Why UL and the VA Teamed up on Medical Device Cybersecurity
The U.S. Department of Veterans Affairs and UL have completed a two-year Cooperative Research and Development Agreement focused on medical device security. “This was a first-of-its-kind engagement,” said Anura Fernando, chief innovation architect of medical systems interoperability and security at UL. The collaboration took place from 2016 to 2018.
The backstory behind the news dates back five years ago. Michael Daniel, then the White House’s national cybersecurity coordinator, said he was “intrigued” by the prospect of a UL-style organization focusing on cybersecurity in April 2015. Given UL’s history protecting critical infrastructure such as electrical networks and home wiring infrastructure and so forth, the idea was also compelling to executives at UL. And the organization would go on to create the underpinnings for such an organization.
Also adding fuel to the effort was the 2015 announcement from the U.S. Office of Personnel Management that it was the victim of a cyberattack that exposed records of up to 4 million people. After that, the General Services Administration convened a variety of government agencies to discuss why breaches such as the OPM were a reality, despite the U.S. government’s history of following cybersecurity best practices and standards. UL executives were invited to the meeting, as well.
“We concluded there was a fundamental need for repeatable, reproducible test-based standards that would generate objective evidence that could substantiate claims of security and recommend best practices to follow,” Fernando said.
That conclusion motivated UL to create its cybersecurity-based 2900 standards to fill what Fernando described as an “open niche” in the standards landscape. “The UL 2900-1 standard had the general requirements that were intended to cut across critical infrastructure industry sectors,” he said. “And then UL 2900-2-1 was tailored for health care, in particular, being aligned with FDA guidance documents and things like that.”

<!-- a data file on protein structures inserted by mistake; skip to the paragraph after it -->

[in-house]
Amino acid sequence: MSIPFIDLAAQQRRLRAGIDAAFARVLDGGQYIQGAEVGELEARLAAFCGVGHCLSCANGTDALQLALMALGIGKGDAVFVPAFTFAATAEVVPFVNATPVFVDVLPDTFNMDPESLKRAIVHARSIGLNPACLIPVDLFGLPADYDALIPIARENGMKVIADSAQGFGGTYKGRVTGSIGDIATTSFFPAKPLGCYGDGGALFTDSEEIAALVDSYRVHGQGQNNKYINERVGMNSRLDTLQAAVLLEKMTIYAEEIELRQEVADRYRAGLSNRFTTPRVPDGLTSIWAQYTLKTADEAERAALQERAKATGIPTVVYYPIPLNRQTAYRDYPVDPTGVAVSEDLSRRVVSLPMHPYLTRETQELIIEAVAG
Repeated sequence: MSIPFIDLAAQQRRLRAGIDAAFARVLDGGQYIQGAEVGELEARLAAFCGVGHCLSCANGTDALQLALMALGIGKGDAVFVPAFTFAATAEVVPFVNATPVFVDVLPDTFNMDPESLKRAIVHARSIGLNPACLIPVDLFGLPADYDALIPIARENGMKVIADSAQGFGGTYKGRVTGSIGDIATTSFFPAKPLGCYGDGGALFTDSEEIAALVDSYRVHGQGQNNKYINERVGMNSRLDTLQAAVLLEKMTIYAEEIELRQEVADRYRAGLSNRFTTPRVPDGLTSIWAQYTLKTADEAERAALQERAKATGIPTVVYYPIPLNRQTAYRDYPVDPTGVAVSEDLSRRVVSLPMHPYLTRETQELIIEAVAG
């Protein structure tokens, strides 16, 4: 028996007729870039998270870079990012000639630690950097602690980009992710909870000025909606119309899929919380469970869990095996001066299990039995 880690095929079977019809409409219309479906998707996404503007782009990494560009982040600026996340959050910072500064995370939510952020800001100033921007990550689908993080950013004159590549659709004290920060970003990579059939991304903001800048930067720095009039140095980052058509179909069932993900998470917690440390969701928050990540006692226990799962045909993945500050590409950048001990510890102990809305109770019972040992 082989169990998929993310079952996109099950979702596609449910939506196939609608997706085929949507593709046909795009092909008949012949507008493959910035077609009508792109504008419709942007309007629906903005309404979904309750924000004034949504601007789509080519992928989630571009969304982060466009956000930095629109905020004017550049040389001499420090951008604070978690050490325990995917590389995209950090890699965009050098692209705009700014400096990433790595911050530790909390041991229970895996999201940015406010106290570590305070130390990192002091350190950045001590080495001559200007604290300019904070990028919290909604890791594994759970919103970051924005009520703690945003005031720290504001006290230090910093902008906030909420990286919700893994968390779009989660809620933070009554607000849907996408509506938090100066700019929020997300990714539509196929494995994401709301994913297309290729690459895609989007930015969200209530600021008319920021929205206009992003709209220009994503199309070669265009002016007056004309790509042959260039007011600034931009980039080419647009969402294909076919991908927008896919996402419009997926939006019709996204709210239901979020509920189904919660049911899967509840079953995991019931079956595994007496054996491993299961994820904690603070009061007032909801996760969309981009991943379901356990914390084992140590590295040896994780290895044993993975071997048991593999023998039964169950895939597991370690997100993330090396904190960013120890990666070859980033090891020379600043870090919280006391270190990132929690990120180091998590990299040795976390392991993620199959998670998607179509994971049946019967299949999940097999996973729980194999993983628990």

In the process of creating a seed document for the standards, UL executives sought input from a variety of organizations. “And as part of those precursor discussions, we engaged in a meeting with [The United States Department of Veterans Affairs] around the margins of the Software Supply Chain Assurance Forum,” Fernando said.
The U.S. Department of Veterans Affairs, which cares for approximately 9 million patients, was looking for more effective strategies to manage its cybersecurity posture.
One of the outcomes of those conversations between UL and the VA was the idea to launch a cooperative research and development agreement. “We launched the CRADA in part to solicit specific needs that were being seen for helping provide care to veterans — not only within the Veterans Health Administration facilities but also [for] telemedicine [applications].”
The partnership with the VA also provided valuable feedback to UL as it began to move from drafting the standards to tapping the American National Standards Institute for consensus building. “Everything worked out really well from a timing point of view,” Fernando said.
In 2017, the Food and Drug Administration announced it recognized the UL 2900-1 standard. A number of other regulatory agencies across the world, from Health Canada to South Korea’s Ministry of Science and ICT, also support the standard.
Another fortuitous event is that the medical device company ICU Medical contacted UL with the intent of receiving certification under the UL Cybersecurity Assurance Program. It ultimately became the first to do so.
“Whenever you put a new standard out there, it’s great to have somebody see value in it and then step up and lead the market with it,” Fernando said.
ICU Medical’s early involvement with UL led to the use of its Plum 360 infusion pump in a security control testing demonstration with UL at a Veterans Health Administration facility. The product, which met UL 2900 standards, also demonstrated its security controls were sufficient to thwart a variety of simulated attacks at a VA facility.
In the long run, Fernando said he expects the CRADA to lead to cybersecurity gains at both the VA and across the U.S. health care system. In particular, such collaborations can help address concerns that have become apparent recently. Examples include the threat of cyberwarfare as well as ransomware targeting health care establishments.
A decade ago, the topic of medical cybersecurity was research-oriented and non-adversarial. “We’re also looking at this from a cyberwarfare perspective and health care as critical infrastructure that could potentially be attacked,” Fernando said. “We are also looking at the threat of organized crime.”
Added to the mix is the struggle of the broader health care ecosystem to reduce costs and take care of the aging population, which, in turn, has led to an uptick in interest in connected medical devices to help drive efficiency and to support at-home health care.
Given these risks, the CRADA and the supporting UL 2900 standards are more pertinent than its architects could have imagined.